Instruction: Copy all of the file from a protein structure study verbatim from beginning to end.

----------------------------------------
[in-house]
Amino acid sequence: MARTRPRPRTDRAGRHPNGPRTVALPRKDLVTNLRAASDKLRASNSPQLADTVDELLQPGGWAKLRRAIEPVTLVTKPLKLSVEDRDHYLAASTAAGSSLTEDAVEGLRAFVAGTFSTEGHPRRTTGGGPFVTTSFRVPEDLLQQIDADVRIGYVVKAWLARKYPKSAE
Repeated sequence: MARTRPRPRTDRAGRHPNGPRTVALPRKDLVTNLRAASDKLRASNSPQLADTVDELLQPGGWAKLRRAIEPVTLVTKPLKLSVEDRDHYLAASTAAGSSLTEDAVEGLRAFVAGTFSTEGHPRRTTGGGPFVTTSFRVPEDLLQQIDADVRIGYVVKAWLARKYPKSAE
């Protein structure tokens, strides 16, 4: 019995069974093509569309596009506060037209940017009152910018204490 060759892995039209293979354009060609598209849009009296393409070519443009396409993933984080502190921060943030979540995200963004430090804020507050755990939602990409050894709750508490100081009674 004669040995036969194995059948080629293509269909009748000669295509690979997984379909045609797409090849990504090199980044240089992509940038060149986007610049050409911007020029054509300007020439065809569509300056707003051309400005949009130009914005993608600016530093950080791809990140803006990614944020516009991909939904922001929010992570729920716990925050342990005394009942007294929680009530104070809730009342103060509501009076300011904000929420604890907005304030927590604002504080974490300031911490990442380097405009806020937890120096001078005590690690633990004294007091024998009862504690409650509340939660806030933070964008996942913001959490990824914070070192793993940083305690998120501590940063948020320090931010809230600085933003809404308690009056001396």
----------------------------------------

[in-house]
Amino acid sequence: MARTRPRPRTDRAGRHPNGPRTVALPRKDLVTNLRAASDKLRASNSPQLADTVDELLQPGGWAKLRRAIEPVTLVTKPLKLSVEDRDHYLAASTAAGSSLTEDAVEGLRAFVAGTFSTEGHPRRTTGGGPFVTTSFRVPEDLLQQIDADVRIGYVVKAWLARKYPKSAE
Repeated sequence: MARTRPRPRTDRAGRHPNGPRTVALPRKDLVTNLRAASDKLRASNSPQLADTVDELLQPGGWAKLRRAIEPVTLVTKPLKLSVEDRDHYLAASTAAGSSLTEDAVEGLRAFVAGTFSTEGHPRRTTGGGPFVTTSFRVPEDLLQQIDADVRIGYVVKAWLARKYPKSAE
């Protein structure tokens, strides 16, 4: 019995069974093509569309596009506060037209940017009152910018204490 060759892995039209293979354009060609598209849009009296393409070519443009396409993933984080502190921060943030979540995200963004430090804020507050755990939602990409050894709750508490100081009674 004669040995036969194995059948080629293509269909009748000669295509690979997984379909045609797409090849990504090199980044240089992509940038060149986007610049050409911007020029054509300007020439065809569509300056707003051309400005949009130009914005993608600016530093950080791809990140803006990614944020516009991909939904922001929010992570729920716990925050342990005394009942007294929680009530104070809730009342103060509501009076300011904000929420604890907005304030927590604002504080974490300031911490990442380097405009806020937890120096001078005590690690633990004294007091024998009862504690409650509340939660806030933070964008996942913001959490990824914070070192793993940083305690998120501590940063948020320090931010809230600085933003809404308690009056001396």